A common question: Is it worth investing effort to reach great heights when there is always the risk of failing? How many of us avoid trying too hard because our fear of failure?
Have you ever felt that life’s disappointments have broken you to the point of no return? After falling again and again, you simply don’t have the strength to try again – fearing yet another fall. After continual failures, you finally throw up your hands and say the effort to climb is not worth the pain.
Jacob’s famous dream, in this week’s Torah portion, carries a powerful lesson of hope and confidence – one that can overcome the fear of failure.
Jacob dreamed and saw a ladder standing on the ground and its top reached up toward heaven. G-d’s angels were ascending and descending on it (this week’s Torah portion, Genesis 28:12).
The Midrash explains that Jacob was shown the rise and fall of future empires that would rule the world. He saw the ascent and descent of the Babylonians, the Medes and the Greeks. But when it came to the Roman Empire (Edom) Jacob only saw their ascent, without any defined time span of their rule. Jacob thus was frightened –perhaps their power will not wane. At that moment G-d said “do not be afraid my servant Jacob,” though the Roman Empire will rise, it will ultimately also fall.
Then G-d invited Jacob to climb the ladder himself. But Jacob was afraid: “Just as the others ultimately descended,” Jacob said, “I fear that I too will fall.” “Suddenly he saw G-d standing over him,” saying, “do not be afraid my servant Jacob, I promise you that if you climb you and your children will not fall.” But Jacob still declined fearing that he was unworthy. Said G-d: “Had you trusted me and climbed you would never have fallen. But since you did not, your children will be ruled by the four empires. But do not be afraid, because at the end these empires will fall and you will finally ascend.” (1)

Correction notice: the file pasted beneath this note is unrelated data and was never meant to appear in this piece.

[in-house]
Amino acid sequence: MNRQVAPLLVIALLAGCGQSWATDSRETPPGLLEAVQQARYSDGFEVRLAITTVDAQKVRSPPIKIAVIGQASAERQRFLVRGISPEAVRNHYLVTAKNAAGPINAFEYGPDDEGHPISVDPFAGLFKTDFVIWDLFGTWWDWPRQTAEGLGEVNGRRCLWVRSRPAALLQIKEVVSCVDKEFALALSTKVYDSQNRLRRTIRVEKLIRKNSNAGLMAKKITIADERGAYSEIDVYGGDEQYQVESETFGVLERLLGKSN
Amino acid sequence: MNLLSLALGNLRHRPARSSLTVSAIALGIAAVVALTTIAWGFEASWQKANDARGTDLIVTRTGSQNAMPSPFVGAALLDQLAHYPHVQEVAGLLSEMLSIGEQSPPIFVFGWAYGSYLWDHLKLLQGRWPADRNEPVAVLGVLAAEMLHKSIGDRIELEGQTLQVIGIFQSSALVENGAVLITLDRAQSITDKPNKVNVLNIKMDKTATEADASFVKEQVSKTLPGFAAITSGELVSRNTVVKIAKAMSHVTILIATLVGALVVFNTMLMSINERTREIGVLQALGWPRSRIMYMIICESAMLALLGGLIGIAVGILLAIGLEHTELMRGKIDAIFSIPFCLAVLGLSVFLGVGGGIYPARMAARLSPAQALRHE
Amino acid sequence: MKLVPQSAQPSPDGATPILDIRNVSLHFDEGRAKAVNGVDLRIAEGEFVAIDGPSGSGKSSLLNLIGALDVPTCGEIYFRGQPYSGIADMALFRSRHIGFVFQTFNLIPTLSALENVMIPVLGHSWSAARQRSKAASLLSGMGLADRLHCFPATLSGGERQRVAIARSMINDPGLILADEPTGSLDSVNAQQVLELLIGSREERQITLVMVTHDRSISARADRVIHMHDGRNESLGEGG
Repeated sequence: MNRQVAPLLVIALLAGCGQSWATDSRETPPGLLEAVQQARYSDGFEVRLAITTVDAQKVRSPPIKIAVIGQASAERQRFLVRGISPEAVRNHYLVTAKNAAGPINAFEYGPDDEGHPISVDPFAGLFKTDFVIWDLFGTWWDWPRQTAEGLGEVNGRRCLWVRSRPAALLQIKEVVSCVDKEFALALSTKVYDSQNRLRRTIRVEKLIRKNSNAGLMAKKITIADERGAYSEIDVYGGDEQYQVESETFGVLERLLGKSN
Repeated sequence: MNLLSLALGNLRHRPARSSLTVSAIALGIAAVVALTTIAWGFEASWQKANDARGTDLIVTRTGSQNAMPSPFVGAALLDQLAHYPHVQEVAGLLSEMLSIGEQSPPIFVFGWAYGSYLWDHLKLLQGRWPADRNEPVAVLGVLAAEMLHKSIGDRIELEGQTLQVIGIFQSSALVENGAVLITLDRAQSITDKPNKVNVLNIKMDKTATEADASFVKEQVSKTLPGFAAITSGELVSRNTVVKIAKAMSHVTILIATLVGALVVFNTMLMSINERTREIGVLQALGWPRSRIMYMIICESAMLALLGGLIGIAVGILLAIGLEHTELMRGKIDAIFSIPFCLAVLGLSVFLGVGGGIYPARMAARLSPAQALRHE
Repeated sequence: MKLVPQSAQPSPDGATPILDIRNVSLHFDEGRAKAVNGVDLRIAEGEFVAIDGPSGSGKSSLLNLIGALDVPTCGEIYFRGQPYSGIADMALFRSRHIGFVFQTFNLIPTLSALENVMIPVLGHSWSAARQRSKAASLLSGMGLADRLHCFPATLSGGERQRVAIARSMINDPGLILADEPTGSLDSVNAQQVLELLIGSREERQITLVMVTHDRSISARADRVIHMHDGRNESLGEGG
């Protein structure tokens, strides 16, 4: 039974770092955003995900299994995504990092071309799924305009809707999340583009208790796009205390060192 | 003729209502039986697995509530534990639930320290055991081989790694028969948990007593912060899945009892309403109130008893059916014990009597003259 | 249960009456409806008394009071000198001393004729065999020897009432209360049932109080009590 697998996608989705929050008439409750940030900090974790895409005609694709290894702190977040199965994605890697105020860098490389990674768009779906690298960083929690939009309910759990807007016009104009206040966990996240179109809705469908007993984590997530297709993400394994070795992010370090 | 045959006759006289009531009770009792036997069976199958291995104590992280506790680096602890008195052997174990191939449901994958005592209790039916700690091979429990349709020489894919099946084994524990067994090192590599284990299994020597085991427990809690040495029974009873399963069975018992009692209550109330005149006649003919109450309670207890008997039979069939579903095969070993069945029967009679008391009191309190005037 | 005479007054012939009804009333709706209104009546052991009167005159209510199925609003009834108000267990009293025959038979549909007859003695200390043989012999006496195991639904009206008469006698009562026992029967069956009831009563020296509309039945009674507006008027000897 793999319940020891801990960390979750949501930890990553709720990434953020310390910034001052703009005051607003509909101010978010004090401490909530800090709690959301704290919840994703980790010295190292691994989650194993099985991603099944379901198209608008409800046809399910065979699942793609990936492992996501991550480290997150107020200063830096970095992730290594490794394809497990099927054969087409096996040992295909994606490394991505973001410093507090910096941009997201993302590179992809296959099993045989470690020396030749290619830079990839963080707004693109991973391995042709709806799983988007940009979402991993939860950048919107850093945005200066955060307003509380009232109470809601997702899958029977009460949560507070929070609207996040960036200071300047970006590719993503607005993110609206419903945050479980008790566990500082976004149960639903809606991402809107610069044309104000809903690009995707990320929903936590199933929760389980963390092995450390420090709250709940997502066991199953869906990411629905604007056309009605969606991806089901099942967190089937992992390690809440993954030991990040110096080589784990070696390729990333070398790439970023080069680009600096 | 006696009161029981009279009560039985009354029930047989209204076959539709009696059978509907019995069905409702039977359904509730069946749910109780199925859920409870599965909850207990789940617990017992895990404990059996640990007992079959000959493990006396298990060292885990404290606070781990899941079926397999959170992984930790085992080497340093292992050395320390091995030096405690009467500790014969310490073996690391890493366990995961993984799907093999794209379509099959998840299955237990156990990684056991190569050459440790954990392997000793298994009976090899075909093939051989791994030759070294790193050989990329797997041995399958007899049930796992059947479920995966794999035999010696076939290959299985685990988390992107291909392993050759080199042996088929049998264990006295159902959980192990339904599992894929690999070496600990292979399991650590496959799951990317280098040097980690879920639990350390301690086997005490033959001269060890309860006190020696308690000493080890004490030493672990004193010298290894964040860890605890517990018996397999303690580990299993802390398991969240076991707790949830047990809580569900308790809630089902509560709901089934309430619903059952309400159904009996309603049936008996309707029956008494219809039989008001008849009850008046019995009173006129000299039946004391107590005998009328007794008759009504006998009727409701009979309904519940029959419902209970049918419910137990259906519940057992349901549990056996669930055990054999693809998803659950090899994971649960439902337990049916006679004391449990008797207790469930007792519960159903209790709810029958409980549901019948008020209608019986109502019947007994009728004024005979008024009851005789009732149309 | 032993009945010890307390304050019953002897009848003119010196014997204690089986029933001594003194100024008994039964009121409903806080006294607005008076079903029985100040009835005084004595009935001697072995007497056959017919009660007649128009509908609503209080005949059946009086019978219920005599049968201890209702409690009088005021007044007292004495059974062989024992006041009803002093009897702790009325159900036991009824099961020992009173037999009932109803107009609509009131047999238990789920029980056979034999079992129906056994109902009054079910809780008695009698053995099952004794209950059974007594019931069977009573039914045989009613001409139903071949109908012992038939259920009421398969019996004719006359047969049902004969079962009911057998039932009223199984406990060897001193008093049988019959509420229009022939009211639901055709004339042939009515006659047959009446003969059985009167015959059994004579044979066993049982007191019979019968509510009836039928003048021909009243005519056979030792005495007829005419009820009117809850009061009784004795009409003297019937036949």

Everything that happened to the patriarchs [Abraham, Isaac and Jacob] is an indication for their children, (2) to teach us about the future. The patriarchs were shown what would happen to their descendants. (3)
Everything that happened to the patriarchs is an indication for their children, to teach us about the future.
The same is true with Jacob’s ladder:
Throughout the journey of each of our lives, especially as we embark on a new voyage, we will be shown a ladder. As we are ready to undertake a new challenge, we are presented with an opportunity to climb to higher places.
But at the same time we also see how others have climbed and fallen on the ladder of history. Because every ladder goes two ways: up and down.
Therein lies two critical lessons:
When we see our enemy in power with no end in sight, know that his day will come.
But the most important lesson is this: No matter how difficult it may be, we must never be afraid to climb, even if it means the risk of falling.
However, this is easier said than done. Why? Because we are “asleep” – as Jacob slept when he had his dream; and when we are asleep we are unaware of G-d’s presence. Jacob was disturbed when he fell asleep on the Temple Mount: “Surely G-d is in this place and I knew it not.” In this state of spiritual sleep, we do not have the confidence, the strength to overcome challenges. We – due to our own limited sleep consciousness – become part of the problem instead of the solution.
But then we awake, and “suddenly” we see G-d standing over us (“suddenly he saw G-d standing over him”), and reminds us to not be afraid. “I am with you. I will protect you wherever you go and bring you back to this soil. I will not turn aside from you until I have fully kept this promise to you.”
But even when we are “asleep” (or half asleep) we are often shown a vision – a dream of a ladder – upon which the powers of history have been climbing and descending from the beginning of time. And now we are invited to climb the ladder.
By showing us (the Jacob within each of us) this vision we are being prepared – as the original Jacob was prepared – for what is to come, and is giving all of us the tools to face these challenges and prevail.
The message for each of us today is clear:
To face the battles of life you must first fortify your inner life. You must build a strong inner core – a home and family that provides you with the security and confidence to handle any force or enemy from without.
As we face enemies – known or unknown, and especially the worst enemy of all, the enemy of fear and uncertainty – we must build inner security, by waking up and connecting to the Divine.
That will give us the power to climb and climb, and then… climb again.
(1) Midrash Tanchuma beginning of this week’s portion. Vayikra Rabba 29:2. Shemos Rabba 32:7.
(2) Midrash Tanchuma Lech Lecho 9. Bereishis Rabba 40:6.
(3) Ramban Lech Lecho 12:6. Bechayei on this week’s portion 28:12.